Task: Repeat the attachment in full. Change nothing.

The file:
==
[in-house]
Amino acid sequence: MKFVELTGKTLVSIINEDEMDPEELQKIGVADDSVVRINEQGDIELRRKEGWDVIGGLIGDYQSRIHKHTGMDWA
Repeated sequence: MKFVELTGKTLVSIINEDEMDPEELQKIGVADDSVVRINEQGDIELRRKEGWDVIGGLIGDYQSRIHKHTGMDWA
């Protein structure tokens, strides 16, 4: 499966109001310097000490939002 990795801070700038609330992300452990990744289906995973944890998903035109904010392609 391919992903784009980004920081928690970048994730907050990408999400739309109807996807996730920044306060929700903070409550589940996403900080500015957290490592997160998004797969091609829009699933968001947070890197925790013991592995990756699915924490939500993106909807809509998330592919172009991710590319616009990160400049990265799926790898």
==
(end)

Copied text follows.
[in-house]
Amino acid sequence: MKFVELTGKTLVSIINEDEMDPEELQKIGVADDSVVRINEQGDIELRRKEGWDVIGGLIGDYQSRIHKHTGMDWA
Repeated sequence: MKFVELTGKTLVSIINEDEMDPEELQKIGVADDSVVRINEQGDIELRRKEGWDVIGGLIGDYQSRIHKHTGMDWA
């Protein structure tokens, strides 16, 4: 499966109001310097000490939002 990795801070700038609330992300452990990744289906995973944890998903035109904010392609 391919992903784009980004920081928690970048994730907050990408999400739309109807996807996730920044306060929700903070409550589940996403900080500015957290490592997160998004797969091609829009699933968001947070890197925790013991592995990756699915924490939500993106909807809509998330592919172009991710590319616009990160400049990265799926790898």